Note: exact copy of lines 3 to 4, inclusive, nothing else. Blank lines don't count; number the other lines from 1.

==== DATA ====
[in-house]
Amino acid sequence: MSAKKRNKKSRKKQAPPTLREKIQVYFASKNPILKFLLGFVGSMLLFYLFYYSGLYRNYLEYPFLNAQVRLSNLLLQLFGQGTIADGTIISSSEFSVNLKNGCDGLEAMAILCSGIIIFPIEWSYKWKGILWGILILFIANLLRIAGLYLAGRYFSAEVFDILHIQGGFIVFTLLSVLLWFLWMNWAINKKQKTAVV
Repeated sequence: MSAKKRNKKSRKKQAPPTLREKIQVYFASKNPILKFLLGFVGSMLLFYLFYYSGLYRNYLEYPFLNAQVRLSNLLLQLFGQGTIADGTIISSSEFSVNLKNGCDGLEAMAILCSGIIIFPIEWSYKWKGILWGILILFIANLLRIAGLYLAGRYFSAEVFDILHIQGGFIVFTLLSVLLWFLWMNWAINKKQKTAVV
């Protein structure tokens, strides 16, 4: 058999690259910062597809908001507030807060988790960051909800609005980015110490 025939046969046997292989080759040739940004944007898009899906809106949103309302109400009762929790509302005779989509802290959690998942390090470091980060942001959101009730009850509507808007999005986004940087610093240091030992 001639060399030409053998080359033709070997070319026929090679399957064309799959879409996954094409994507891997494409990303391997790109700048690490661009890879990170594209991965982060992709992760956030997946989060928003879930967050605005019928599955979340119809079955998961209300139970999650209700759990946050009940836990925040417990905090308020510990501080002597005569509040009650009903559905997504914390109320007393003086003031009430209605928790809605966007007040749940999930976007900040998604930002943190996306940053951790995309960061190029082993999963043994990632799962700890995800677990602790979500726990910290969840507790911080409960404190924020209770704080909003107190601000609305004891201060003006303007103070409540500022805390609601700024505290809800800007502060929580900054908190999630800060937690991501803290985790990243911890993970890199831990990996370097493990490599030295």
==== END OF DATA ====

Repeated sequence: MSAKKRNKKSRKKQAPPTLREKIQVYFASKNPILKFLLGFVGSMLLFYLFYYSGLYRNYLEYPFLNAQVRLSNLLLQLFGQGTIADGTIISSSEFSVNLKNGCDGLEAMAILCSGIIIFPIEWSYKWKGILWGILILFIANLLRIAGLYLAGRYFSAEVFDILHIQGGFIVFTLLSVLLWFLWMNWAINKKQKTAVV
């Protein structure tokens, strides 16, 4: 058999690259910062597809908001507030807060988790960051909800609005980015110490 025939046969046997292989080759040739940004944007898009899906809106949103309302109400009762929790509302005779989509802290959690998942390090470091980060942001959101009730009850509507808007999005986004940087610093240091030992 001639060399030409053998080359033709070997070319026929090679399957064309799959879409996954094409994507891997494409990303391997790109700048690490661009890879990170594209991965982060992709992760956030997946989060928003879930967050605005019928599955979340119809079955998961209300139970999650209700759990946050009940836990925040417990905090308020510990501080002597005569509040009650009903559905997504914390109320007393003086003031009430209605928790809605966007007040749940999930976007900040998604930002943190996306940053951790995309960061190029082993999963043994990632799962700890995800677990602790979500726990910290969840507790911080409960404190924020209770704080909003107190601000609305004891201060003006303007103070409540500022805390609601700024505290809800800007502060929580900054908190999630800060937690991501803290985790990243911890993970890199831990990996370097493990490599030295």